Vivian Bruce Conger presented "Not the End of an Era but a New Beginning: Deborah Franklin in the World of Commerce and Consumer Culture in Eighteenth-Century Philadelphia" at the Ninth Annual Conference of the Southern Association for Women Historians, June 9, 2012, held at Texas Christian University.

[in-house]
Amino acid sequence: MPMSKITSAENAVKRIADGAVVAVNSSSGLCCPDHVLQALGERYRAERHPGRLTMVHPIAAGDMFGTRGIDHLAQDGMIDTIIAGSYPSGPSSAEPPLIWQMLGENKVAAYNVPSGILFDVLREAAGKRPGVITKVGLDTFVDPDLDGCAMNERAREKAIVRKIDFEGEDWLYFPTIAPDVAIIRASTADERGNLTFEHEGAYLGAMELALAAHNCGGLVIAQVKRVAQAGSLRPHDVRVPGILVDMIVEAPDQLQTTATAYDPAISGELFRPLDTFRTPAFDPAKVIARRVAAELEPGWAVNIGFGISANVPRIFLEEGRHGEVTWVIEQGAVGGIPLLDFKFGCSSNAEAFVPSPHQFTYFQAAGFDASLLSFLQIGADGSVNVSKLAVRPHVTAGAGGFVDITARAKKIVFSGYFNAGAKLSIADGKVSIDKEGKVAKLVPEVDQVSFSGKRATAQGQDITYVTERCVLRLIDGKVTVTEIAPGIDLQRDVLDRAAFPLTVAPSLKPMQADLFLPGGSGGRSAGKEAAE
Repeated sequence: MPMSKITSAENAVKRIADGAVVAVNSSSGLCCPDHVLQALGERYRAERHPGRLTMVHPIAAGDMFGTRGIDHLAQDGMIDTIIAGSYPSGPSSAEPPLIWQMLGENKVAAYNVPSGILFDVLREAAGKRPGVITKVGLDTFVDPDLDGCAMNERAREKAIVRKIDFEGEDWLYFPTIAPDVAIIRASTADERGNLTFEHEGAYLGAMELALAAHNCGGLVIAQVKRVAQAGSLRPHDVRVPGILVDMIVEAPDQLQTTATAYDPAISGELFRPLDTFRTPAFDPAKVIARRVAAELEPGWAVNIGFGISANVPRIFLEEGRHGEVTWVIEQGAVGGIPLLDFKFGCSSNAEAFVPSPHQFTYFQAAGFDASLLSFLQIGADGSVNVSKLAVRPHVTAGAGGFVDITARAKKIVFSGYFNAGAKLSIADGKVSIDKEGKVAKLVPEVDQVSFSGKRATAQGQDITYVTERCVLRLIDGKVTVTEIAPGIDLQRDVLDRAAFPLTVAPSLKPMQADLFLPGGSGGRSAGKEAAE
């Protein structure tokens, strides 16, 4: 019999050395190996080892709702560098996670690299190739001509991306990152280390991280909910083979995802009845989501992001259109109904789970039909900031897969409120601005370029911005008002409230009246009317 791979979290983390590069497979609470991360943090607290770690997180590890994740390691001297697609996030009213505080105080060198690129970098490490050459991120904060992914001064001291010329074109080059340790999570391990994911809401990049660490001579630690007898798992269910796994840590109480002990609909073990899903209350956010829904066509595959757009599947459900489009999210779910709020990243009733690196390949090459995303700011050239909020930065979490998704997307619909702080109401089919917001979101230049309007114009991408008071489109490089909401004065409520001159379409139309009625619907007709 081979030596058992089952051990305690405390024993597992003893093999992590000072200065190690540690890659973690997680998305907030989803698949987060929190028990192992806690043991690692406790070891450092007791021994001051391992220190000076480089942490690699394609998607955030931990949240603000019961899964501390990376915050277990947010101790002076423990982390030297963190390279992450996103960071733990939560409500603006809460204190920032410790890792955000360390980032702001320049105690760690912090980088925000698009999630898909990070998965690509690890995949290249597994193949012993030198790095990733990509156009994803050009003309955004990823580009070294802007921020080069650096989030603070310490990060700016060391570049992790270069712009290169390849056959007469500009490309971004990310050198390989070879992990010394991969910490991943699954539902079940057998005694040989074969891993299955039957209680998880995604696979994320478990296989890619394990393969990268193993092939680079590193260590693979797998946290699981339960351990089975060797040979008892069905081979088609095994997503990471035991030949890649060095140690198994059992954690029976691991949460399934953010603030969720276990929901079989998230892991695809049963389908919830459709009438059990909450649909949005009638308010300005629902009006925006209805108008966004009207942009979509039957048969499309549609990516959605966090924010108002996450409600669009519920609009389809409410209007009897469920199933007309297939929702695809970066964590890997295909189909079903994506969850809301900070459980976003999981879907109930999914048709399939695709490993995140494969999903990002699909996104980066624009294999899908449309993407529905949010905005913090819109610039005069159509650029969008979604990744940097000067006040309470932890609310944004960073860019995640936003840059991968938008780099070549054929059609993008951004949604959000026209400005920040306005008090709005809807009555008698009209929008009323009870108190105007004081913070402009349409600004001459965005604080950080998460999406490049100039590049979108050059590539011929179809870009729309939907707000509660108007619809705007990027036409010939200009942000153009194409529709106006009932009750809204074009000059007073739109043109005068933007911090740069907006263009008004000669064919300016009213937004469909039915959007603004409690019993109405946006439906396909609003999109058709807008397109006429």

Historians recognize the importance of Deborah Franklin to her husband, that through her industry and frugality, the couple amassed a fortune large enough to retire in 1748. Scholars claim that while Benjamin Franklin thereafter became involved with civic leadership and national politics, Deborah became more spectator than collaborator. It was “the end of an era.” However, according to Conger, a thorough analysis of Deborah Franklin’s correspondence in the nearly twenty years before her death, challenges this interpretation. Conger argued that Deborah Franklin engaged in vibrant and significant economic networks of friends and family. Her paper demonstrated the complex gendered contributions Deborah Franklin made to the family economy, women’s control of household resources, and the extent and meaning of women’s consumer activities locally and in a transatlantic world of commerce.